Calliope Fair,
On Board the Armenia
(Rootcellar, 2002)

It is occasionally an advantage to live in Athens, Ga., home to R.E.M., the B-52s, Widespread Panic and even Bubba Sparkks. Athens has gained a reputation as something of a "music town," and that means that we occasionally bring together some interesting confluences of musical interests.

A year or so back, I helped the local NPR affiliate put together a show, Once in a Blue Moon, for a live statewide feed, and had the opportunity to hear a very polished combo of folks pursuing an exceptionally eclectic set of world music and original tunes. And time passed ... and one day at work, I discovered that one of the members of this ensemble was a co-worker. We talked musical likes and dislikes, and I told her how much I'd liked the set, and how I hoped that one day they would get around to going into the recording studio. The next day, she gave me On Board the Armenia.

The last time I got this excited about a debut recording was back in the 1970s when I stumbled across Child Prodigy, the first LP released by Mike Cross. In fact, I'm a little more excited by Calliope Fair, as I've never heard a first recording so polished in both engineering and in the musical accomplishments of the ensemble. These six people have created a true gem in On Board the Armenia, and I'm pleased to be able to bring it to your collective attention.

The disc opens with "Hora de la Bolinton," a Gypsy-flavored dance instrumental driven by the propulsive mandolin playing of George Norman. Traditional tune "Railroad Boy" follows, given a great read from the strong vocals of Betsy Inglesby, counterpointed neatly by a nicely figured dobro and fiddle exchange. It's back to the Balkans for "Jovano Jovanke," another spirited dance number, this time featuring the passionate violin of guest Andrej Kurti. Next up is a truly splendid rendition of the old Ethel Waters standard, "There'll Be Some Changes Made," perfectly vocalized by Leah Calvert.

Songwriter and string wizard George then offers his homage to the Incredible String Band in "Silhouette of the Saracen," an instrumental fantasia featuring a pretty mean chime, and the old standard "John Reilly" is given an uptempo read that reminded me of vintage Pentangle. George's "Sexy Latin Lover," a tango/quickstep number, is pretty tongue-in-cheek, but full of high spirits and almost has enough cowbell....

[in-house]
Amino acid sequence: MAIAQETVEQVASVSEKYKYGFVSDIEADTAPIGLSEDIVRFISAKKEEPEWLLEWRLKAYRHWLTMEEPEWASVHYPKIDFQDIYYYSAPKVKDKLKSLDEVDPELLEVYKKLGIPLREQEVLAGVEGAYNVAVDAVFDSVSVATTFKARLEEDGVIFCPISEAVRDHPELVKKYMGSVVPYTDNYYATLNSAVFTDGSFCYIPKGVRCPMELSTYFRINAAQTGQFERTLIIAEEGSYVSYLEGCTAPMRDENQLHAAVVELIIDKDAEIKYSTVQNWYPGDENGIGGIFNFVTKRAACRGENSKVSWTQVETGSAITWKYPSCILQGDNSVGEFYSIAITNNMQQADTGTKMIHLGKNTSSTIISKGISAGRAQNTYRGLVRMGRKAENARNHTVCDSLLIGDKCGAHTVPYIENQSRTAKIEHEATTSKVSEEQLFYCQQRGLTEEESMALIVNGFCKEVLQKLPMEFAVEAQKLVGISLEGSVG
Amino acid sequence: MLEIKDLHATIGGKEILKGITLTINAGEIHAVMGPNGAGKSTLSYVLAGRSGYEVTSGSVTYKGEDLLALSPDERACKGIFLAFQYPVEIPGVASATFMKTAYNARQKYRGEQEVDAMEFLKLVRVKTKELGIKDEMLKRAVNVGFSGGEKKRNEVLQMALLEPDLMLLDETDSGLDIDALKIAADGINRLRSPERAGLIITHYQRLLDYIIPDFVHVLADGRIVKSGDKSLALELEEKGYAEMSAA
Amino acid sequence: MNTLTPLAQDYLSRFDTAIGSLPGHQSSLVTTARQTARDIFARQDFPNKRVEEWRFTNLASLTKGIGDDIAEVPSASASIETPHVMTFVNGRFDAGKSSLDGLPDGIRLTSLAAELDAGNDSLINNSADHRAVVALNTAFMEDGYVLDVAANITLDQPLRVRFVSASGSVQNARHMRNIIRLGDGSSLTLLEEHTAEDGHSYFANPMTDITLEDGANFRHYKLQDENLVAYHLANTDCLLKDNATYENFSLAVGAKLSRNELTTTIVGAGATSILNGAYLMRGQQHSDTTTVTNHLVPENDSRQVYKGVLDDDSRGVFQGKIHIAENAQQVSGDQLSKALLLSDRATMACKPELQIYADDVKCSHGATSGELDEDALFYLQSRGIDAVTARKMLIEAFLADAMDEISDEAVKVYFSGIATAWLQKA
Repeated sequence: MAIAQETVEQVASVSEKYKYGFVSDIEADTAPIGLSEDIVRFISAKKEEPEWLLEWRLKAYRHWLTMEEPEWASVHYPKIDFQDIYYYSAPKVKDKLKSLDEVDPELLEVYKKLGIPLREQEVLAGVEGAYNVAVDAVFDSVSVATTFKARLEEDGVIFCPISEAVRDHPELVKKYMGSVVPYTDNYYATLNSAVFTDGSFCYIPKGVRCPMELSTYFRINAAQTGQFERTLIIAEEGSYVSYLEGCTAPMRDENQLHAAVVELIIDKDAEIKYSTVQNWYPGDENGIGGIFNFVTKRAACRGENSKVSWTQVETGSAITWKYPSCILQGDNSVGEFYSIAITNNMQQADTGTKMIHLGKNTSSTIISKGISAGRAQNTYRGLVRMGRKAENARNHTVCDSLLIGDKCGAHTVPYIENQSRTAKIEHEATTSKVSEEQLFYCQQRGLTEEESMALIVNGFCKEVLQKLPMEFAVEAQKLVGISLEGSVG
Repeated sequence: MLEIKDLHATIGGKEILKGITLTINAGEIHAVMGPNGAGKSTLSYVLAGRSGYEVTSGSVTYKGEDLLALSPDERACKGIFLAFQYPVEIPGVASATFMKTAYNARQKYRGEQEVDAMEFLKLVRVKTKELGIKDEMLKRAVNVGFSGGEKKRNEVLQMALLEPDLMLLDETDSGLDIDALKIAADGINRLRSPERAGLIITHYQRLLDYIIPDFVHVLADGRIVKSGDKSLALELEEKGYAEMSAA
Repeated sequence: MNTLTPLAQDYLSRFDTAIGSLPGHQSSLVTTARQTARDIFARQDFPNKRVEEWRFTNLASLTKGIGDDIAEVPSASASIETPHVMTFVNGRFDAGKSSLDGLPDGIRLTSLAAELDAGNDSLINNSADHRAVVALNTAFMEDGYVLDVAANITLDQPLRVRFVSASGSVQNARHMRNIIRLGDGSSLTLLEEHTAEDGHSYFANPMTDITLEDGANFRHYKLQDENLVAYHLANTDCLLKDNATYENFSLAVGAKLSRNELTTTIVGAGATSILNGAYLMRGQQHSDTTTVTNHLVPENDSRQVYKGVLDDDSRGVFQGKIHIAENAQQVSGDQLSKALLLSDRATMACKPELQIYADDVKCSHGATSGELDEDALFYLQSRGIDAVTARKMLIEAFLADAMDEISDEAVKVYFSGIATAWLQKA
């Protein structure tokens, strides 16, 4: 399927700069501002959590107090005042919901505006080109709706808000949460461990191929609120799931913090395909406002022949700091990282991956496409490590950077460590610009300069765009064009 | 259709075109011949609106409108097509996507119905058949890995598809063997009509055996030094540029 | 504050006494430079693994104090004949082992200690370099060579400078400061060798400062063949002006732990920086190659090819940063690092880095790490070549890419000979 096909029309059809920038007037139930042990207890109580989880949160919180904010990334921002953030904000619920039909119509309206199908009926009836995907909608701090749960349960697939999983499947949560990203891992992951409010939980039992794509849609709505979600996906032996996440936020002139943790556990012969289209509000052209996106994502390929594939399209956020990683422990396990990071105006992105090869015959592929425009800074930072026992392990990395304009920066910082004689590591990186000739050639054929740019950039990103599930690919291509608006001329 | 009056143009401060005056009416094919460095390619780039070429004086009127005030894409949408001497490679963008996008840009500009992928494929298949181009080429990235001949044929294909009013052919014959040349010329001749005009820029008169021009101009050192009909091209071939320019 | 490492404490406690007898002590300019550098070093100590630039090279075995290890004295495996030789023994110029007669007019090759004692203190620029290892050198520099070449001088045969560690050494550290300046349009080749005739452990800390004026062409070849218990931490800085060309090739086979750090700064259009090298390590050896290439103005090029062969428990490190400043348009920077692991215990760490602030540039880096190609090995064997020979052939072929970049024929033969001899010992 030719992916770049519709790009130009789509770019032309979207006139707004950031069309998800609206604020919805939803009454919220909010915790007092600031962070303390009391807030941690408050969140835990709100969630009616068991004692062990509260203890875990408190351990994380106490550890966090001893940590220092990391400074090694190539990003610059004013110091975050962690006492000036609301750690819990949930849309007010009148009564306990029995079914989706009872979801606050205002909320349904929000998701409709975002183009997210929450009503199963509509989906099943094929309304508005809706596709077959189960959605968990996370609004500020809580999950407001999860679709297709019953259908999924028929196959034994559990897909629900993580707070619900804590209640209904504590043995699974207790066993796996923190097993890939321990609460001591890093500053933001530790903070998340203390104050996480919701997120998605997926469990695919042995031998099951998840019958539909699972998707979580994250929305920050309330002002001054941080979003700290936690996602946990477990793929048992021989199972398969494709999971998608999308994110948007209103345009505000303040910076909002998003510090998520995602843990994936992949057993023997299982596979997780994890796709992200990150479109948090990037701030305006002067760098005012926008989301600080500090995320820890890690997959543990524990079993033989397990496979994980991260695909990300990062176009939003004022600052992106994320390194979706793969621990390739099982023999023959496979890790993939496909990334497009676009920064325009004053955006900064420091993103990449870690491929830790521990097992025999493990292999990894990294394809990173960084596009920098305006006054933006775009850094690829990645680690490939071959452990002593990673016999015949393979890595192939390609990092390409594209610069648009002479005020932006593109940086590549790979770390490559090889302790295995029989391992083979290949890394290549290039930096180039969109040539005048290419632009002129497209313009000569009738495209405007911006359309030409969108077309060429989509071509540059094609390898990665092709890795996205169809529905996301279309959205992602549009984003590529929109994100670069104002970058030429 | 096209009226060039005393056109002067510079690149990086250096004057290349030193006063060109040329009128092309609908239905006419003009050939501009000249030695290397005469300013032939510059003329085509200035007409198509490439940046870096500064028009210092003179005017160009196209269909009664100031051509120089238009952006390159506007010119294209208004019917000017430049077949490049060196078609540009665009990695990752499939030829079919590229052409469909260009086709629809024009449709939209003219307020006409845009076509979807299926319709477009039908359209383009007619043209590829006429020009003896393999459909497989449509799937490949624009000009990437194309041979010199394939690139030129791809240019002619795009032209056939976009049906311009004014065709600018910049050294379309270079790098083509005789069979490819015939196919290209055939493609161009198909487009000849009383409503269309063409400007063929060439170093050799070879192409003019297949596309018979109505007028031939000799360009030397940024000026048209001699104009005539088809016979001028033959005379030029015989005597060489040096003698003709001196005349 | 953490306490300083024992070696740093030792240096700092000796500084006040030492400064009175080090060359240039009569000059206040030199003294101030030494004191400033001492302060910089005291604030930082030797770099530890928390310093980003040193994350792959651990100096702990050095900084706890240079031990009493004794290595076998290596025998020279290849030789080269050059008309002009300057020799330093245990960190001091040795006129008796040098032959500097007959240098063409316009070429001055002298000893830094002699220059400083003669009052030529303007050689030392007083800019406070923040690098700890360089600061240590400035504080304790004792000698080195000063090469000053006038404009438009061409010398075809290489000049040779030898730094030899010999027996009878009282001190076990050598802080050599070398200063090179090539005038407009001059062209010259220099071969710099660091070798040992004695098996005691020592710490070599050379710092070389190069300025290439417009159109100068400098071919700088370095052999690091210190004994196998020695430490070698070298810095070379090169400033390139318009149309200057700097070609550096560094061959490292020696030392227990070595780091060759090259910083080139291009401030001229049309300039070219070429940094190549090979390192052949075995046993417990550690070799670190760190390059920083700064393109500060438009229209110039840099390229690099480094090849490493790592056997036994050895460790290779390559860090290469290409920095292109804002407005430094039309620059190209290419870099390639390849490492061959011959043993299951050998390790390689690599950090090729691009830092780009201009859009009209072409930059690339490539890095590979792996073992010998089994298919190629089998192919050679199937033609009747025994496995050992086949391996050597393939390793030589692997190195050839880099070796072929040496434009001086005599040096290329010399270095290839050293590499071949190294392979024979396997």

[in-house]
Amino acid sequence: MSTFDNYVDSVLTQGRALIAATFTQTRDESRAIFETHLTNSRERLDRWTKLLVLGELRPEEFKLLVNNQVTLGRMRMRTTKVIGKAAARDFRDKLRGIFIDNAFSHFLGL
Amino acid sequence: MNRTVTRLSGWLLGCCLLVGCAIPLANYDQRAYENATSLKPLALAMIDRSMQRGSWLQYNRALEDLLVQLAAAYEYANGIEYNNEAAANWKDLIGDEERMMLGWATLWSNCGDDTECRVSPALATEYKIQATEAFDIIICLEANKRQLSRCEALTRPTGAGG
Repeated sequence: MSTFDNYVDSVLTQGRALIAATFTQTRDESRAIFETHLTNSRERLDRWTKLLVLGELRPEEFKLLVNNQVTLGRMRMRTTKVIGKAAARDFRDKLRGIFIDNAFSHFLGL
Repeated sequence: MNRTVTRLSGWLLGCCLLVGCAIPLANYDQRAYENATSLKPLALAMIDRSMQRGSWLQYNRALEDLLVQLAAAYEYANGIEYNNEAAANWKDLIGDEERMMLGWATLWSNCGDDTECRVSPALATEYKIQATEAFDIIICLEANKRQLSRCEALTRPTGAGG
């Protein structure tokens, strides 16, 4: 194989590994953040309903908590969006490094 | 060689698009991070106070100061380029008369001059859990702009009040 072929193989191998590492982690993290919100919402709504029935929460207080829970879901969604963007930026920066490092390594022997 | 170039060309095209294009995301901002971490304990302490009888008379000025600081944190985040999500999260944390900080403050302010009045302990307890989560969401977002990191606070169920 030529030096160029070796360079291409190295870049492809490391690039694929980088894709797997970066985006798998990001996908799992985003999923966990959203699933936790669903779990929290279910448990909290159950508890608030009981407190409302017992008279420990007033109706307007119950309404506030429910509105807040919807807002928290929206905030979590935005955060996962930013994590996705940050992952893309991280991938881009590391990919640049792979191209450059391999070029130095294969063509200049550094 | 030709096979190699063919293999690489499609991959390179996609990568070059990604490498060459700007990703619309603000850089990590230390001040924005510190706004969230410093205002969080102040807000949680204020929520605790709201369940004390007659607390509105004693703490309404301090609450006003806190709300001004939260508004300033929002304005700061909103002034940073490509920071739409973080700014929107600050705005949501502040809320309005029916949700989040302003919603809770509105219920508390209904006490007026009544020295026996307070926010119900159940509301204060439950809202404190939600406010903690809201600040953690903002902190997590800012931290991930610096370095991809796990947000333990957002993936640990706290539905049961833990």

The Macedonian instrumental "Chuperlika" ("not to be confused w/ Chupacabra," the liner notes warn) features a spirited exchange between mandolin, doumbek and fiddle, while George's "Full Moon Tango" is the first I've ever heard of an electric mandolin channeling the spirit of Carlos Santana. George next takes solo acoustic guitar in hand to weave the delicate "Spider's Web," giving way to the best version of "Flower of Maharally" I've ever heard. Noel Beverley's voice perfectly captures the poignant mood of the piece, narrowly trumping the previous definitive version offered by Altan.

A troika of medieval dance tunes is framed in the "Early Music Set," with the gem offering being a lively "Maltese Bransle." This instrumental exchange features George's fine mandolin and the spritely fiddles of Andy Heaton and Leah Calvert. The Mark Valentine composition "Waltz for a Winter Sky" marks a change of pace, as piano and pedal steel figurings give way to a lean acoustic mandolin. The pace picks up once more in the "Greek Klezmer Tune" as the electric mandolin trades licks with dancing fiddle. The Danish tango standard (!) "Jalousie" follows, with a restless accordion helping to move the piece along.

There are many versions of the traditional ballad "Silver Dagger" out there; this one is a more modern working of the standard, driven by Betsy's vocals and some sterling work on pedal steel and electric mandolin. The Greek dance tune "Sirtos Azizes" is the penultimate number, anchored by Noel's piano and bass work, and moved along by the dueling fiddles of Andy and Leah. Closing the disc is "A Response" a delicate musical casting of the words of group member Tim Lang's great-grandmother. Tim's vocals are evocative of Elvis Costello's more contemplative work, and the delicate musical framework of Leah on fiddle, Noel on piano, and Tim on guitar enhances these words from a gentler time.

This, then, is the sum total of On Board the Armenia. It is the first offering from a group that I hope will continue to make more spectacular music together. All who admire both the craft of music carefully constructed and the pure joy of those whose passion for their work together is not only obvious but contagious need to make Calliope Fair a regular part of their musical day. May you each enjoy this discovery as much as I did.

- Rambles
written by Gilbert Head
published 28 February 2004

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